The only rationale provided by the Department is that Minnesota has a universal standard of proof in its unemployment cases. The Department fails to note that numerous other states do NOT have a universal burden of proof in their unemployment cases. The proposal also does not deal with Wisconsin court decisions that hold that fraud must be proven by clear and convincing evidence, a higher degree of proof than in ordinary civil cases. Kamuchey v. Trzesniewski, 8 Wis.2d 94, 98, 98 N.W.2d 403 (1959), citing Schroeder v. Drees, 1 Wis.2d 106, 83 N.W.2d 707 (1957), Eiden v. Hovde, 260 Wis. 573, 51 N.W.2d 531 (1952). As the Wisconsin Supreme Court explained in Wangen v. Ford Motor Co., 97 Wis.2d 260, 299-300, 294 N.W.2d 437 (1980):

This court has required a higher burden of proof, i.e., to a reasonable certainty by evidence that is clear, satisfactory and convincing (Wis. J.I. — Civil Nos. 205 and 210), “[i]n the class of cases involving fraud, of which undue influence is a specie, gross negligence, and civil actions involving criminal acts.” Kuehn v. Kuehn, 11 Wis.2d 15, 26, 104 N.W.2d 138 (1960). See, e.g., Klipstein v. Raschein, 117 Wis. 248, 253, 94 N.W. 63 (1903) (whether fraud occurred); Lang v. Oudenhoven, 213 Wis. 666, 668, 252 N.W. 167 (1934) (whether moral turpitude existed in cases of fraud); Martell v. Klingman, 11 Wis.2d 296, 310-311, 105 N.W.2d 446 (1960) (whether gross negligence existed); Comment to Wis. J.I. — Civil No. 2401, Misrepresentation: Intentional Deceit (whether intentional deceit occurred); and Poertner v. Poertner, 66 Wis. 644, 647, 29 N.W. 386 (1886) (factual issue of adultery in divorce action). This burden of proof, referred to as the middle burden of proof, requires a greater degree of certitude than that required in ordinary civil cases but a lesser degree than that required to convict in a criminal case.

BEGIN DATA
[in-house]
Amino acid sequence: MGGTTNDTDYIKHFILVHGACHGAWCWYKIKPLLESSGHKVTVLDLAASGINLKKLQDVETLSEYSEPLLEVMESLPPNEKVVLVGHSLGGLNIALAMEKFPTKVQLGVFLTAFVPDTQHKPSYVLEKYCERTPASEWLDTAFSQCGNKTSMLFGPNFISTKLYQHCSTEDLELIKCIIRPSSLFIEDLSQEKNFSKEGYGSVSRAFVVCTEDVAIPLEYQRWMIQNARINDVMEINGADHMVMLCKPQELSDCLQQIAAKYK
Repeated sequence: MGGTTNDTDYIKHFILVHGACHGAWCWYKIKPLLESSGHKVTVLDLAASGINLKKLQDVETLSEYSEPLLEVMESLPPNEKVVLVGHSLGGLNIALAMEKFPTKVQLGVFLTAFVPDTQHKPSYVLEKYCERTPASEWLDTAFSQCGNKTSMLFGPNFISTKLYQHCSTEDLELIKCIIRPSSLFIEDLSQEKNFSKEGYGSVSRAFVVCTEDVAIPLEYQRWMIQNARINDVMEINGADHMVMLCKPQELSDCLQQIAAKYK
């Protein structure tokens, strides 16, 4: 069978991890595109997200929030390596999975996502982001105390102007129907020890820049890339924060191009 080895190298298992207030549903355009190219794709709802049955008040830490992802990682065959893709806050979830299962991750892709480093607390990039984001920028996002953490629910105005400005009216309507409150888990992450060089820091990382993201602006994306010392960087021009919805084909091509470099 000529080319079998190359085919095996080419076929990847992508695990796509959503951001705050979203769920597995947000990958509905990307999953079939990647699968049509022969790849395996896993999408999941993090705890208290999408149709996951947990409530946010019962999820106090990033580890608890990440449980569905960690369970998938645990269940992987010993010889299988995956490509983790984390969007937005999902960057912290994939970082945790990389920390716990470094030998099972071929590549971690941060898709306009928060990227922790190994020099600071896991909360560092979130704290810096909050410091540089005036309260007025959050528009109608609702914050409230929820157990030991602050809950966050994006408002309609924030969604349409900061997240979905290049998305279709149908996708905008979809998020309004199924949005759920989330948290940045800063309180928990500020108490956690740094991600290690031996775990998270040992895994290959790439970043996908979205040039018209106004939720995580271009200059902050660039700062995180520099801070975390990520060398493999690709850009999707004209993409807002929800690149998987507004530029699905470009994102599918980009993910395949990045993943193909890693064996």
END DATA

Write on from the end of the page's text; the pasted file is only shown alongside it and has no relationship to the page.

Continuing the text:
NOTE: there are generally three standards for the burden of proof in legal matters: preponderance of the evidence, clear and convincing, and beyond a reasonable doubt.

D17-07 Revisions to collections statutes, revised

This proposal seeks to make numerous changes to the Department’s collection efforts.